Misusing Manuscripts of Music and Bible

Misusing Manuscripts of Music and Bible December 18, 2016

Talking about Handel’s Messiah in the chamber chat on December 12th with Maestro Matthew Kramer, the question of the “authentic version” of Messiah came up. It was interesting to note how similar the issues are that connect music and Biblical studies when one approaches them by way of questions about manuscripts.

Manuscripts in both areas have turned up time and again in unexpected places, often in the act of being destroyed, damaged, and misused in a variety of ways – to wrap fish, or light fires.

In both cases, different versions exist and it is debatable whether it makes sense to speak of an “original” text.

But on the other hand, in both cases, people will enjoy a version without looking at footnotes or commentary, and may be liable to complain when attempts at getting closer to the earliest and most authentic version lead to changes from the form they are used to.

And in both cases, we are liable to forget that letters were delivered by commissioned individuals, and performances overseen by composers, and so certain things could be left unwritten since posterity was not yet in view.

What other similarities are there that you can think of, that connect music and biblical studies?


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  • Phil Ledgerwood

    A lot of music pieces are enjoyed by people without any reference to author’s intent, surrounding culture, or any other context or circumstances that might have bearing on how we “interpret” the piece.

    There are also authorship disputes.

    • The New York Times had an article just today about the disputed authenticity of a manuscript purportedly from Beethoven.

      • Phil Ledgerwood

        And the stories about Mozart and Salieri give the Edison/Tesla stories a run for their money.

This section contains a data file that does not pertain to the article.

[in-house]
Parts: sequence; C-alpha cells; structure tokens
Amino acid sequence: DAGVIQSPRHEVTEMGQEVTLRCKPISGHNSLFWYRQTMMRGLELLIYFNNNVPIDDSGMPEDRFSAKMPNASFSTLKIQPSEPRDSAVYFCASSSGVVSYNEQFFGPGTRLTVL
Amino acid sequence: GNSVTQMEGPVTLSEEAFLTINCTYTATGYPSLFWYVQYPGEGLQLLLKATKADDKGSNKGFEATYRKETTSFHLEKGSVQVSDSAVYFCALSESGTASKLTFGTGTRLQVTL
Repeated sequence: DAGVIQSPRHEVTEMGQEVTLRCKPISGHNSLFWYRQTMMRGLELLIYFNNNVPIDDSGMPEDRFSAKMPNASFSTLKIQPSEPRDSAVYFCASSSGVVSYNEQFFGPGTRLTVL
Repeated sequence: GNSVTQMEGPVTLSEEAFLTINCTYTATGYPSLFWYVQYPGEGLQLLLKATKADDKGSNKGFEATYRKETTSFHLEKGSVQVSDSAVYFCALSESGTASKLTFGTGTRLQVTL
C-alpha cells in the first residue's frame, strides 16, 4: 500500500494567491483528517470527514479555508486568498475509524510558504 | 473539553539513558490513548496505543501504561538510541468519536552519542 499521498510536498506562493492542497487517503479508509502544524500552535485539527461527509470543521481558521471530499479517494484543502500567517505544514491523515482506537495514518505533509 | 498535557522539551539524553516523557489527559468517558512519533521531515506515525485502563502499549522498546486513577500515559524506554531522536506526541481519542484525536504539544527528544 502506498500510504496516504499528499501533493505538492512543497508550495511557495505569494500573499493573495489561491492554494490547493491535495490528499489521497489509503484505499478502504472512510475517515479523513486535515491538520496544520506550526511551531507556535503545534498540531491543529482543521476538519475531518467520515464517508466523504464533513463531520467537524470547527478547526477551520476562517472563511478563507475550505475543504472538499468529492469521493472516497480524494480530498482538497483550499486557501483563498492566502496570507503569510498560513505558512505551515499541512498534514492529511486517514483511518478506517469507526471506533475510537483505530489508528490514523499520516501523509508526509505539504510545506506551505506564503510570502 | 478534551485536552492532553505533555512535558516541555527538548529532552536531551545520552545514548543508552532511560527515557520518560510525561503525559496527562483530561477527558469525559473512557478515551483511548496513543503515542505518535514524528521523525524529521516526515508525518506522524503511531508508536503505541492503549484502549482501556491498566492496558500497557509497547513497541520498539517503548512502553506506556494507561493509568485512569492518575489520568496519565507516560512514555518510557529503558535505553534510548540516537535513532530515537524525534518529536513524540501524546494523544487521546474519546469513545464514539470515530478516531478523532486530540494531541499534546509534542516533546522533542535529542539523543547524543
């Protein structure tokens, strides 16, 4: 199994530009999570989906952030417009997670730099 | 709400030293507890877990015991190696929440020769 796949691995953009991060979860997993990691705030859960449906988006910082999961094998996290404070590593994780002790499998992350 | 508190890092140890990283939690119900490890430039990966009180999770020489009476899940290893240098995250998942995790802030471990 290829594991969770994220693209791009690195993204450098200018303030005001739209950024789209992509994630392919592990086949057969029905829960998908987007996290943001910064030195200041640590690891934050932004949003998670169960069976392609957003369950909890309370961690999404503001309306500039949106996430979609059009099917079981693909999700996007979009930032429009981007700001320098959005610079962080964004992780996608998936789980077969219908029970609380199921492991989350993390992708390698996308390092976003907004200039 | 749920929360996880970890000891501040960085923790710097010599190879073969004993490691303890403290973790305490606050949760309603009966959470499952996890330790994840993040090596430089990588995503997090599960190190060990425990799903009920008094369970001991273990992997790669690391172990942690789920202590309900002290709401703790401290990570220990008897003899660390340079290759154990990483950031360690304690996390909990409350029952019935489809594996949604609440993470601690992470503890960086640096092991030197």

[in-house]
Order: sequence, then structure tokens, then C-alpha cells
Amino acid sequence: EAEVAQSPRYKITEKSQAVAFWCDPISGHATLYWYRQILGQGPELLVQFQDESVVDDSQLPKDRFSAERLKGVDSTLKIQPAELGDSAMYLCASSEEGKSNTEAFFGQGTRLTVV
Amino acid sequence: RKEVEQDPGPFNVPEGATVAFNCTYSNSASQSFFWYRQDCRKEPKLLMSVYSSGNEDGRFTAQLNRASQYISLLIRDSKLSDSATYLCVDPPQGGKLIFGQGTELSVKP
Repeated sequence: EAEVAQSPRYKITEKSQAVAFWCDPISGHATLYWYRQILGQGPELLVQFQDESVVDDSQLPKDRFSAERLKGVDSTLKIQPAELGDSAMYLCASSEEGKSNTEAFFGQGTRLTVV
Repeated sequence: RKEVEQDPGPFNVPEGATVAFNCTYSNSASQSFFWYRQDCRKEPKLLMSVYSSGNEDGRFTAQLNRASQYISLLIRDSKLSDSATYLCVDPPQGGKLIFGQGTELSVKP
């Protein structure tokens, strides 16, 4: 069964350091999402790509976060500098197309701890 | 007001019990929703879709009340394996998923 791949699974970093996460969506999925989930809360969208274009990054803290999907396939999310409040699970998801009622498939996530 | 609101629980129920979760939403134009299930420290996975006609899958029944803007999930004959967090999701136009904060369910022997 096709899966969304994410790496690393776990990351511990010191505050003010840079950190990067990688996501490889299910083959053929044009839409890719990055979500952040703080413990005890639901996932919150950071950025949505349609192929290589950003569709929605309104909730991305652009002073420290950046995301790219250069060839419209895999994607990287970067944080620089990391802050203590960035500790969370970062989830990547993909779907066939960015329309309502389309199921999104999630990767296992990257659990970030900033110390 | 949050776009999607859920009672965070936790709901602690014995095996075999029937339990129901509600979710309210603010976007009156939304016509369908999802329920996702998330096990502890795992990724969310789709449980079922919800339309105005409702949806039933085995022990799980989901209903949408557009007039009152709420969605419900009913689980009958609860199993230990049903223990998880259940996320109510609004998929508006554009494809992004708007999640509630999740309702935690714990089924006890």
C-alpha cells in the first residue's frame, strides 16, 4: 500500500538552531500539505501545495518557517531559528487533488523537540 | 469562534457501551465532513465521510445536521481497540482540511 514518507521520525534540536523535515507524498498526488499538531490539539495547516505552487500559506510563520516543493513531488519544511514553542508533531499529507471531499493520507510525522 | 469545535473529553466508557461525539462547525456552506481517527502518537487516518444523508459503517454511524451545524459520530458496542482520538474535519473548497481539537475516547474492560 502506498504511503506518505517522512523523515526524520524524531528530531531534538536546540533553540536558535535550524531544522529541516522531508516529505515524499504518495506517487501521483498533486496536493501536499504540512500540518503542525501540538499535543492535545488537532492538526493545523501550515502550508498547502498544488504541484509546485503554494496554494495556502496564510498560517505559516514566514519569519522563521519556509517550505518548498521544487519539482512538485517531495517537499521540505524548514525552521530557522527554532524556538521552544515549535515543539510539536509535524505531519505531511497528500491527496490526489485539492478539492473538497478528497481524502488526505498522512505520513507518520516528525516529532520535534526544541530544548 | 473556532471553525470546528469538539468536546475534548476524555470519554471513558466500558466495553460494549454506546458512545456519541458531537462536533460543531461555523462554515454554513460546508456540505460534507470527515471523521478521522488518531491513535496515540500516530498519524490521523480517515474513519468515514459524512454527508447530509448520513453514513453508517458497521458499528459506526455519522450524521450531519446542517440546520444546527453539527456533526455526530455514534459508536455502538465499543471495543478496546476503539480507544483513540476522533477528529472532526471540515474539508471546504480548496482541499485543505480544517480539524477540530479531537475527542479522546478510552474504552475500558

• Sixtus

    As with the earliest days of the Bible, there are debates as to what should be admitted to each composer’s canon, regardless of the manuscript history. Fans of Mozart will be puzzled that the canonical “last 6 symphonies” are numbered 35-41. That’s because No.37 is now known to be by Michael Haydn, brother of the more famous Franz Joseph Haydn (of Surprise Symphony and The Creation fame). Mozart only wrote the slow introduction to No37.

    As Wikipedia puts it, my additions in []:
    Modern commentators find it difficult to comprehend how the editors of the [19th century] Breitkopf edition of Mozart could have considered the three movements of the G major Symphony [No37] as the immediate successor of the ‘Linz’ Symphony [No36]; the infinitely simpler and more archaic art of the Salzburg master [M Haydn] offers such a contrast that one might well suppose this symphony to date much earlier than 1783 if Mozart had been the one to write it.

    To my ears (from youth surrounded by easily available audible examples of the vast body of echt-Mozart recordings), there’s no way that the bulk of No.37 sounds anything like even early Mozart. Just as nowadays the style and content many of the Pauline epistles rule them out as actually being written by Paul.

    • This is also a fantastic point of similarity – recognizing authenticity is something that is more a matter of detailed familiarity with an author or composer’s work than anything else.